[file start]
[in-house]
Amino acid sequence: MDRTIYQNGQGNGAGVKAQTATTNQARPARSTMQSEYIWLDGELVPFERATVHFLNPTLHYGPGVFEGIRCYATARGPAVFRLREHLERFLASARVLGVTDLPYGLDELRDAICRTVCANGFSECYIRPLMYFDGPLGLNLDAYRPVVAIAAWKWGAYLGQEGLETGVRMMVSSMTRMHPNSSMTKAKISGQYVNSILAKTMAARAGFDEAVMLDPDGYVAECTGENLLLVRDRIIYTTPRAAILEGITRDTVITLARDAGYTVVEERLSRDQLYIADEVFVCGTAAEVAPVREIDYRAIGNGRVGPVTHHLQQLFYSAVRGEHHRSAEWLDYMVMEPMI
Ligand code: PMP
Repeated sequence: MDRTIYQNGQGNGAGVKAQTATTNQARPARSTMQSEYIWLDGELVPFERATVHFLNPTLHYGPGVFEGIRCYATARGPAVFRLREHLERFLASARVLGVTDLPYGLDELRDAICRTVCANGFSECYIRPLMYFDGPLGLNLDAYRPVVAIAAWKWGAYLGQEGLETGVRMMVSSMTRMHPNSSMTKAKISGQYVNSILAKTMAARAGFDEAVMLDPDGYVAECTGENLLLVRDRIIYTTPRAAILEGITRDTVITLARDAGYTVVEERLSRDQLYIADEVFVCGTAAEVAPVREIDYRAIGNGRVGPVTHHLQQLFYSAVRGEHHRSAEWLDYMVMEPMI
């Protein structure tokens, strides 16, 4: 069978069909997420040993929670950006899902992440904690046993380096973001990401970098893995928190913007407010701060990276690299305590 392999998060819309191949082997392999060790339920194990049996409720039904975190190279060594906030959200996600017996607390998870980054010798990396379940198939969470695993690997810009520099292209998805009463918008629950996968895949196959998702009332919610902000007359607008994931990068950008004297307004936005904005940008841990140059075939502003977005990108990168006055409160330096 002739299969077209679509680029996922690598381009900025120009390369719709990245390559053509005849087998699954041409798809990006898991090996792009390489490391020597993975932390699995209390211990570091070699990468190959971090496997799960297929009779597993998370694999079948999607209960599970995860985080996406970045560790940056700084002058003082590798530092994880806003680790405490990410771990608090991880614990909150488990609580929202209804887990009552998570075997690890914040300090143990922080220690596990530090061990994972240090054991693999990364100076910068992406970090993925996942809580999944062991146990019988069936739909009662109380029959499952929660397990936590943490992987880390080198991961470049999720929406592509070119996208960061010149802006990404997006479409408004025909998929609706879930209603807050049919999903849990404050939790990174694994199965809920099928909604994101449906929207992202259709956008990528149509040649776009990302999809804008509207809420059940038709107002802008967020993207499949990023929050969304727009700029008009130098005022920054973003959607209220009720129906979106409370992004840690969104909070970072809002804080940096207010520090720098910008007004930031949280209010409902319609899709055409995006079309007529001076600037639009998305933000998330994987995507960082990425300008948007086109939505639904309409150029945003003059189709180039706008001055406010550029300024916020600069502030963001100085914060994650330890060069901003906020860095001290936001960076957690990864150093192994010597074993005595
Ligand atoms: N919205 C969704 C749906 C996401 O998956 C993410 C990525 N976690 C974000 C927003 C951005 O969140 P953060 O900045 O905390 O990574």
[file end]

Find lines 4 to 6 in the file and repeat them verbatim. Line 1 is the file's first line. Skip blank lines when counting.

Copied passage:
Repeated sequence: MDRTIYQNGQGNGAGVKAQTATTNQARPARSTMQSEYIWLDGELVPFERATVHFLNPTLHYGPGVFEGIRCYATARGPAVFRLREHLERFLASARVLGVTDLPYGLDELRDAICRTVCANGFSECYIRPLMYFDGPLGLNLDAYRPVVAIAAWKWGAYLGQEGLETGVRMMVSSMTRMHPNSSMTKAKISGQYVNSILAKTMAARAGFDEAVMLDPDGYVAECTGENLLLVRDRIIYTTPRAAILEGITRDTVITLARDAGYTVVEERLSRDQLYIADEVFVCGTAAEVAPVREIDYRAIGNGRVGPVTHHLQQLFYSAVRGEHHRSAEWLDYMVMEPMI
């Protein structure tokens, strides 16, 4: 069978069909997420040993929670950006899902992440904690046993380096973001990401970098893995928190913007407010701060990276690299305590 392999998060819309191949082997392999060790339920194990049996409720039904975190190279060594906030959200996600017996607390998870980054010798990396379940198939969470695993690997810009520099292209998805009463918008629950996968895949196959998702009332919610902000007359607008994931990068950008004297307004936005904005940008841990140059075939502003977005990108990168006055409160330096 002739299969077209679509680029996922690598381009900025120009390369719709990245390559053509005849087998699954041409798809990006898991090996792009390489490391020597993975932390699995209390211990570091070699990468190959971090496997799960297929009779597993998370694999079948999607209960599970995860985080996406970045560790940056700084002058003082590798530092994880806003680790405490990410771990608090991880614990909150488990609580929202209804887990009552998570075997690890914040300090143990922080220690596990530090061990994972240090054991693999990364100076910068992406970090993925996942809580999944062991146990019988069936739909009662109380029959499952929660397990936590943490992987880390080198991961470049999720929406592509070119996208960061010149802006990404997006479409408004025909998929609706879930209603807050049919999903849990404050939790990174694994199965809920099928909604994101449906929207992202259709956008990528149509040649776009990302999809804008509207809420059940038709107002802008967020993207499949990023929050969304727009700029008009130098005022920054973003959607209220009720129906979106409370992004840690969104909070970072809002804080940096207010520090720098910008007004930031949280209010409902319609899709055409995006079309007529001076600037639009998305933000998330994987995507960082990425300008948007086109939505639904309409150029945003003059189709180039706008001055406010550029300024916020600069502030963001100085914060994650330890060069901003906020860095001290936001960076957690990864150093192994010597074993005595
Ligand atoms: N919205 C969704 C749906 C996401 O998956 C993410 C990525 N976690 C974000 C927003 C951005 O969140 P953060 O900045 O905390 O990574």